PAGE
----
Understanding participation

A diverse group of parents and children at a play park
Fieldwork research so far has included household interviews, ethnographic study and quantitate data mapping

Lead Researchers: Dr Andrew Miles (The University of Manchester); ICP Researcher: Dr Abigail Gilmore.

Funding Body: AHRC; Creative Scotland. Amount: £1,500,781 (allocation to ICP: £101,513).

Collaborating Institutions: University of Manchester; University of Leicester, University of Exeter and Loughborough University.

Post-doctoral Research Associates: Delyth Edwards, Mark Taylor, Jill Ebrey.

Casual Research Assistants for Manchester-Salford: Charlotte Clarke, Jack Welsh, Vittoria Caradonna, Rachel Groves, Andy Hardman.

Project summary

This project proposes a radical re-evaluation of the relationship between participation and cultural value. It brings together evidence from in-depth historical analyses, the re-use of existing quantitative data and new qualitative research to reveal the detail, dynamics and significance of ‘everyday participation’. The project aim is to generate new understandings of community formation and capacity through participation, which we will develop through collaborations with partners and participant groups to evolve better practice for policy makers and cultural organisations. 

The project is led by the University of Manchester (PI Dr. Andrew Miles) and involves University of Leicester, University of Exeter and Loughborough University. It is funded by the Arts and Humanities Research Council Connected Communities programme, with Creative Scotland, and supported by a wide range of partners including Arts Council England, Voluntary Arts Network, Heritage Lottery Fund, Manchester City Council and Salford City Council.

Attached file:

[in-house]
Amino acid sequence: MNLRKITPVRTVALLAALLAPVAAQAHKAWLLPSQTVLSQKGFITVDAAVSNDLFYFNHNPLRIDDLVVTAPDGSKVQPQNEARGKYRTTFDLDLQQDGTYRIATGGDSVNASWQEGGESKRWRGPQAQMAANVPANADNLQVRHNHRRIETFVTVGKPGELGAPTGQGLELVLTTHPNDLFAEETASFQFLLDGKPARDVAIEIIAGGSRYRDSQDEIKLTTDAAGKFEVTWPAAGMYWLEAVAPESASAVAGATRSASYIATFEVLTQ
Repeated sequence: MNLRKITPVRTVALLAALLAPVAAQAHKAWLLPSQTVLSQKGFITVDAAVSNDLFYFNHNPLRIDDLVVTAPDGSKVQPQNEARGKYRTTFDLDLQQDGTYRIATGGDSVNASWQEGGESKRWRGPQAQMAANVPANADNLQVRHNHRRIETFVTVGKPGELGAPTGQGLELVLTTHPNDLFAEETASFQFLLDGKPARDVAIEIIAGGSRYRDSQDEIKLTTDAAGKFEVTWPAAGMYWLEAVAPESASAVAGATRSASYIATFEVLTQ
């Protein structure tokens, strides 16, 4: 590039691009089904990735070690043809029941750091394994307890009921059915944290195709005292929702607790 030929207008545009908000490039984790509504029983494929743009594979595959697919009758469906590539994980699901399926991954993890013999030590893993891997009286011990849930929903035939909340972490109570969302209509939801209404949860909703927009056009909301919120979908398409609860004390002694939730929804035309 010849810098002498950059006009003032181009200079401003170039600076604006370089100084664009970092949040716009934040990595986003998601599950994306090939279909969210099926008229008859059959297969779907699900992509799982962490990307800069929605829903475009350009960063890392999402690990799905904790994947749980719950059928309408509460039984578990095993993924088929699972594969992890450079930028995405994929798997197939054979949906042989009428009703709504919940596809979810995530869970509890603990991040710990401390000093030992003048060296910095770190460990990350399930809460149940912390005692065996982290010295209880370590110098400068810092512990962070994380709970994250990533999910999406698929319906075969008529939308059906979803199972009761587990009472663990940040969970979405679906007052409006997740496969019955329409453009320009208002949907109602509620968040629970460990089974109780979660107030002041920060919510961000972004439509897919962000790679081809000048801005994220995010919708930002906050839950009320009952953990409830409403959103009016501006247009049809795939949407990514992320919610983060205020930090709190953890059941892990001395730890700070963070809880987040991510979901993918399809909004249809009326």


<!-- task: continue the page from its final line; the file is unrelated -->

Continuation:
The project is running from April 2012 to July 2018. The first year-long case study in Broughton, Salford and Cheetham, Manchester, led by Dr. Abigail Gilmore, has been using 'mixed methods' fieldwork research, including household interviews, ethnographic study, quantitate data mapping, focus groups, social network analysis and archival research. The fieldwork research is leading to a follow-up application project on parks and public programming in Manchester.

More to explore

To find out more visit the Everyday Participation website and follow @UEParticipation on Twitter.